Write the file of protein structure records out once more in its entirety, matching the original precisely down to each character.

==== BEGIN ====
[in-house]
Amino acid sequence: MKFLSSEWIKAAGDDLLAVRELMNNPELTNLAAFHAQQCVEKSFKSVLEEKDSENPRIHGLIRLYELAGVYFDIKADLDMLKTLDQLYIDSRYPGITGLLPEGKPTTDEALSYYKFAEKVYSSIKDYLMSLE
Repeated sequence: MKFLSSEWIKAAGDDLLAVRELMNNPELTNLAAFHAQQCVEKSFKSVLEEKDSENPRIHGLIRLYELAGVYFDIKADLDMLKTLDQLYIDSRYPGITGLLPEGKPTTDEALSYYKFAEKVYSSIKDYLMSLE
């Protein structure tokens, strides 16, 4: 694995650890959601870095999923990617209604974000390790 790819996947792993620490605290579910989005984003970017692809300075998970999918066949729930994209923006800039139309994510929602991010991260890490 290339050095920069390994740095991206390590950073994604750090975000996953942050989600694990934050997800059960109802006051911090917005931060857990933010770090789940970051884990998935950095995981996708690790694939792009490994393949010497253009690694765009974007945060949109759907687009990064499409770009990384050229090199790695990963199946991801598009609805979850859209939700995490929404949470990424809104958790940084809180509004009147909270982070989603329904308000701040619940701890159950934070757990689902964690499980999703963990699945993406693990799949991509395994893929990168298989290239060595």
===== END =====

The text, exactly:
[in-house]
Amino acid sequence: MKFLSSEWIKAAGDDLLAVRELMNNPELTNLAAFHAQQCVEKSFKSVLEEKDSENPRIHGLIRLYELAGVYFDIKADLDMLKTLDQLYIDSRYPGITGLLPEGKPTTDEALSYYKFAEKVYSSIKDYLMSLE
Repeated sequence: MKFLSSEWIKAAGDDLLAVRELMNNPELTNLAAFHAQQCVEKSFKSVLEEKDSENPRIHGLIRLYELAGVYFDIKADLDMLKTLDQLYIDSRYPGITGLLPEGKPTTDEALSYYKFAEKVYSSIKDYLMSLE
């Protein structure tokens, strides 16, 4: 694995650890959601870095999923990617209604974000390790 790819996947792993620490605290579910989005984003970017692809300075998970999918066949729930994209923006800039139309994510929602991010991260890490 290339050095920069390994740095991206390590950073994604750090975000996953942050989600694990934050997800059960109802006051911090917005931060857990933010770090789940970051884990998935950095995981996708690790694939792009490994393949010497253009690694765009974007945060949109759907687009990064499409770009990384050229090199790695990963199946991801598009609805979850859209939700995490929404949470990424809104958790940084809180509004009147909270982070989603329904308000701040619940701890159950934070757990689902964690499980999703963990699945993406693990799949991509395994893929990168298989290239060595």